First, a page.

The head of the Wagner Group, Yevgeny Prigozhin, will leave Russia for Belarus without facing charges, after he ended Saturday the advance of his forces towards Moscow under an agreement he struck with the Kremlin to turn the page on Russia’s most serious security crisis in decades.

Having promised the previous day to liberate the Russian people by sending his troops towards Moscow, Prigozhin announced his retreat in order to avoid spilling Russian blood, saying, “Our convoys are returning to the field camps”.

The governor of the Rostov region, southwest of Russia, Vasily Golubev announced on Saturday evening that the group’s forces left the city after occupying the headquarters of the Russian army in the morning, which is the center of operations in Ukraine.

The decision to end the rebellion made after Wagner fighters became less than 400 kilometers from the capital earlier on Saturday.

After his forces leave Russia, the authorities will drop criminal charges against Prigozhin, who will go to Belarus, according to the Kremlin.

Nor will any of the fighters of the group, which played a major combat role alongside the Russian army in Ukraine, be prosecuted.

Kremlin spokesman Dmitry Peskov said that the agreement with Prigozhin aims to avoid bloodshed, stressing that the ultimate goal is to avoid a bloodbath, internal clash and clashes whose results cannot be predicted.

The Russian official praised the settlement without further losses.

Nor group’s fighters will be prosecuted, according to Peskov, who declared, “We have always respected their heroic actions on the front”.

The Belarusian President Alexander Lukashenko played a key role in the mediation, and his office announced that it was he who suggested to Prigozhin to halt his forces advance in Russia.

In this regard, the Kremlin spokesman said, “We’re grateful to the President of Belarus for his efforts,” noting that “the evening conversation between the two presidents was very long”.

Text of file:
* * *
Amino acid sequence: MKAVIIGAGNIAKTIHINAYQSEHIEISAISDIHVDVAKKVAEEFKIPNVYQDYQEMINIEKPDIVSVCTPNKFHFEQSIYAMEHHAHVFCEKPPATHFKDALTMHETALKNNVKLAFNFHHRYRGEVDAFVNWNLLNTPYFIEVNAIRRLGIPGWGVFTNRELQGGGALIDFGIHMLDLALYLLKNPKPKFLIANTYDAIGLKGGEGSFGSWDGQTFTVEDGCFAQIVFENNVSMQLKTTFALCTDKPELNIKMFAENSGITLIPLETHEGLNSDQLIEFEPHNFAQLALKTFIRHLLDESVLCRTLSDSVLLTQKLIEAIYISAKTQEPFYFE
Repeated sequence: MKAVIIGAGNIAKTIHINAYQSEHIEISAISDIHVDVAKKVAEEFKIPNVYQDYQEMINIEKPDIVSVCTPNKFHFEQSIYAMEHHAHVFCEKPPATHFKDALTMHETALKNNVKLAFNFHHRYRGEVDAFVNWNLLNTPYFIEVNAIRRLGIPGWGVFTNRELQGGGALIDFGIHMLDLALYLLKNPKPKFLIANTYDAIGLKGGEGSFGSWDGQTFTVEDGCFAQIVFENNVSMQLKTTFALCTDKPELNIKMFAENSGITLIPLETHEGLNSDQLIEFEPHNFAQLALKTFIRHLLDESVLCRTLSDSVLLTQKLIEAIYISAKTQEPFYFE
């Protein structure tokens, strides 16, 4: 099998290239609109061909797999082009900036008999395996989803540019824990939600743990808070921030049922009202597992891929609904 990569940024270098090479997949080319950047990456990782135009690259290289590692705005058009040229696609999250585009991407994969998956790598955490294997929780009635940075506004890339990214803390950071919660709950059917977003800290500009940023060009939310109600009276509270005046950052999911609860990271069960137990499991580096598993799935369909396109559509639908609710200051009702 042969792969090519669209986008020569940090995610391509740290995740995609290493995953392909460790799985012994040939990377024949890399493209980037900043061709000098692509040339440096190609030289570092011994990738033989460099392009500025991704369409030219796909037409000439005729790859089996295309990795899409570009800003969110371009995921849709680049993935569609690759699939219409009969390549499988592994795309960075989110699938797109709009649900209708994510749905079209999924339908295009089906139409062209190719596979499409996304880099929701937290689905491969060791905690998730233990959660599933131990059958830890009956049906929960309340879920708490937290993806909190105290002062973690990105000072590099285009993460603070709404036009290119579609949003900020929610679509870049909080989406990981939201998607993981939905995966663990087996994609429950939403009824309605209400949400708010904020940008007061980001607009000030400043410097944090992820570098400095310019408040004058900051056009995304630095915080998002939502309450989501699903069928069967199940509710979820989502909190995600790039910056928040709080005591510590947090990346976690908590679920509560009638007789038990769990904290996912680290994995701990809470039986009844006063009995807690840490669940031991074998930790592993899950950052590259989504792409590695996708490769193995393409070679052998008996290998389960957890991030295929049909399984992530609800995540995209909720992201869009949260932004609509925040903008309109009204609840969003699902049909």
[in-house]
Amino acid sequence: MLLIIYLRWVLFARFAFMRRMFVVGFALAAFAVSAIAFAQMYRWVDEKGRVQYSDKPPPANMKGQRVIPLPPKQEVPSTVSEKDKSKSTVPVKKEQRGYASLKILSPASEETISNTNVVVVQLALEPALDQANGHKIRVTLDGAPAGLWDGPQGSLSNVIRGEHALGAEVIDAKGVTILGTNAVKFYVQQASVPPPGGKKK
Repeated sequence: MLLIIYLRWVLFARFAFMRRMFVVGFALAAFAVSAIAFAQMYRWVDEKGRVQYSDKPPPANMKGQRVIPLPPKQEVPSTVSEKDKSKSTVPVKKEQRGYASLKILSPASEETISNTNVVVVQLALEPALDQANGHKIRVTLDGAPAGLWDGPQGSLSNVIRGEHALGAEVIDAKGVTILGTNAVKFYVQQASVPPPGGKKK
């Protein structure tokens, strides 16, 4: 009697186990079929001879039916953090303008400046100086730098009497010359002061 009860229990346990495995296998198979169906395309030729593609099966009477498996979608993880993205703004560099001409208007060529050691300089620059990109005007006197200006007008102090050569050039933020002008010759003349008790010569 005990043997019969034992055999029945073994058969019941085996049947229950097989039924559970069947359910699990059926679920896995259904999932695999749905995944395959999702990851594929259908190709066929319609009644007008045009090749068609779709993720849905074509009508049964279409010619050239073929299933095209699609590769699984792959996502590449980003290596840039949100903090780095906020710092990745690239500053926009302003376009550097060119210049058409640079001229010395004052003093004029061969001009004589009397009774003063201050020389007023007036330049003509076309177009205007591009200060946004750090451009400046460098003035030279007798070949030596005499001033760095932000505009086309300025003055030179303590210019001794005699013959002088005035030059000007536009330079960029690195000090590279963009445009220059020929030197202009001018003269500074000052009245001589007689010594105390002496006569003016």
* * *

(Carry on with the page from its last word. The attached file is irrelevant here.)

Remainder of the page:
Following the announcement of the agreement, the Russian authorities began to lift the exceptional security measures taken in the face of Wagner’s progress.

“Today (Sunday) the restrictions began to be lifted,” said Igor Artamonov, governor of the Lipetsk region south of Moscow, which the group’s fighters entered, via Telegram.

“In the short term, we will allow traffic to return to the region’s roads,” he added.

Moscow’s mayor had called on residents to limit movement in the city, describing the situation as difficult and declaring Monday a holiday.

Movement restrictions also imposed in Russia’s Kaluga region, whose capital is located 180 km south of Moscow.

This comes after Putin denounced treason and spoke of the specter of civil war at the beginning of the biggest challenge he has faced since he came to power at the end of 1999.

He also earlier warned Western countries against any attempt to exploit the internal situation in Russia to achieve its anti-Russian goals.

However, while his spokesman confirmed in the evening that the aborted Wagner rebellion wouldn’t affect the Russian offensive in Ukraine, Kiev announced field gains.

On Saturday, the Ukrainian army announced its advancement in all directions on the eastern front, as it confirmed the launch of new attacks.

Ukrainian President Volodymyr Zelensky considered that his country had become responsible for the security of the eastern wing of Europe, urging the West once again to hand over to his country all the necessary weapons, especially the US-made F16 fighter jets.

He also said that Wagner’s rebellion showed that the Russian leadership has no control over anything, adding, “It’s clear that the Kremlin man is very afraid”.

“Prigozhin humiliated Putin/the state and showed that there is no longer a monopoly on violence,” said aide to Ukrainian President Mykhailo Podolak on Twitter.

For their part, Western countries are closely following the crisis situation in Russia.

On Saturday, US President Joe Biden spoke with German Chancellor Olaf Scholz, British Prime Minister Rishi Sunak, and with his French counterpart, Emmanuel Macron, who indicated a possible impact of this rebellion on the war in Ukraine.

US Secretary of State Antony Blinken confirmed that Washington will remain in close coordination with its allies regarding developments in the situation in Russia.

As for Italian Prime Minister Giorgia Meloni, she said that these events show how aggression against Ukraine also causes instability in Russia.

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